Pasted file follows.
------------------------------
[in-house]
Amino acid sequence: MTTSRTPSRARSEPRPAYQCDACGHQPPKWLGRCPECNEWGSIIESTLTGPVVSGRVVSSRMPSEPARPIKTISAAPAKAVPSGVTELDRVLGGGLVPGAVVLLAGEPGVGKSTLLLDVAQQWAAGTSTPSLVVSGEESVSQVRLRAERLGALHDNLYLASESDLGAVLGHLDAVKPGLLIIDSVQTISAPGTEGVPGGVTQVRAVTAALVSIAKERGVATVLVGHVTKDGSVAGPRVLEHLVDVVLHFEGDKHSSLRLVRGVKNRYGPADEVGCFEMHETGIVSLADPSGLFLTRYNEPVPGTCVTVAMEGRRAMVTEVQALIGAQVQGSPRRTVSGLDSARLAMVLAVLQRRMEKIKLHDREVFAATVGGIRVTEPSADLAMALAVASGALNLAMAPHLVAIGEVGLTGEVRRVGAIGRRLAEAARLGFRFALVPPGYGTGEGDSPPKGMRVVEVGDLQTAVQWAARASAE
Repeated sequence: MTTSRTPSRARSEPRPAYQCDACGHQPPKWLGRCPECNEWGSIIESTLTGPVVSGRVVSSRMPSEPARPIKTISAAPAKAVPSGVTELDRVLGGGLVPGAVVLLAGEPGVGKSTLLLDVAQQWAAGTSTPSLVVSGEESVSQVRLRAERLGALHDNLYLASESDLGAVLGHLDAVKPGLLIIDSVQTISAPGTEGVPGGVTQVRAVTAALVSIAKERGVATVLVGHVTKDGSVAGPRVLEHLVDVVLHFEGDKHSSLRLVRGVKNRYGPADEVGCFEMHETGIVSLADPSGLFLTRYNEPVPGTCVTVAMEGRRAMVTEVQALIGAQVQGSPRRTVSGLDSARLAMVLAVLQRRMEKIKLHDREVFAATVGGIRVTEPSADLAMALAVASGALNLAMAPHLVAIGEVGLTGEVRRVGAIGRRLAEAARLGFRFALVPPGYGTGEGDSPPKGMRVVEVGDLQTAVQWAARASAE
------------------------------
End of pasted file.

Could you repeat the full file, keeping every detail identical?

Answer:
[in-house]
Amino acid sequence: MTTSRTPSRARSEPRPAYQCDACGHQPPKWLGRCPECNEWGSIIESTLTGPVVSGRVVSSRMPSEPARPIKTISAAPAKAVPSGVTELDRVLGGGLVPGAVVLLAGEPGVGKSTLLLDVAQQWAAGTSTPSLVVSGEESVSQVRLRAERLGALHDNLYLASESDLGAVLGHLDAVKPGLLIIDSVQTISAPGTEGVPGGVTQVRAVTAALVSIAKERGVATVLVGHVTKDGSVAGPRVLEHLVDVVLHFEGDKHSSLRLVRGVKNRYGPADEVGCFEMHETGIVSLADPSGLFLTRYNEPVPGTCVTVAMEGRRAMVTEVQALIGAQVQGSPRRTVSGLDSARLAMVLAVLQRRMEKIKLHDREVFAATVGGIRVTEPSADLAMALAVASGALNLAMAPHLVAIGEVGLTGEVRRVGAIGRRLAEAARLGFRFALVPPGYGTGEGDSPPKGMRVVEVGDLQTAVQWAARASAE
Repeated sequence: MTTSRTPSRARSEPRPAYQCDACGHQPPKWLGRCPECNEWGSIIESTLTGPVVSGRVVSSRMPSEPARPIKTISAAPAKAVPSGVTELDRVLGGGLVPGAVVLLAGEPGVGKSTLLLDVAQQWAAGTSTPSLVVSGEESVSQVRLRAERLGALHDNLYLASESDLGAVLGHLDAVKPGLLIIDSVQTISAPGTEGVPGGVTQVRAVTAALVSIAKERGVATVLVGHVTKDGSVAGPRVLEHLVDVVLHFEGDKHSSLRLVRGVKNRYGPADEVGCFEMHETGIVSLADPSGLFLTRYNEPVPGTCVTVAMEGRRAMVTEVQALIGAQVQGSPRRTVSGLDSARLAMVLAVLQRRMEKIKLHDREVFAATVGGIRVTEPSADLAMALAVASGALNLAMAPHLVAIGEVGLTGEVRRVGAIGRRLAEAARLGFRFALVPPGYGTGEGDSPPKGMRVVEVGDLQTAVQWAARASAE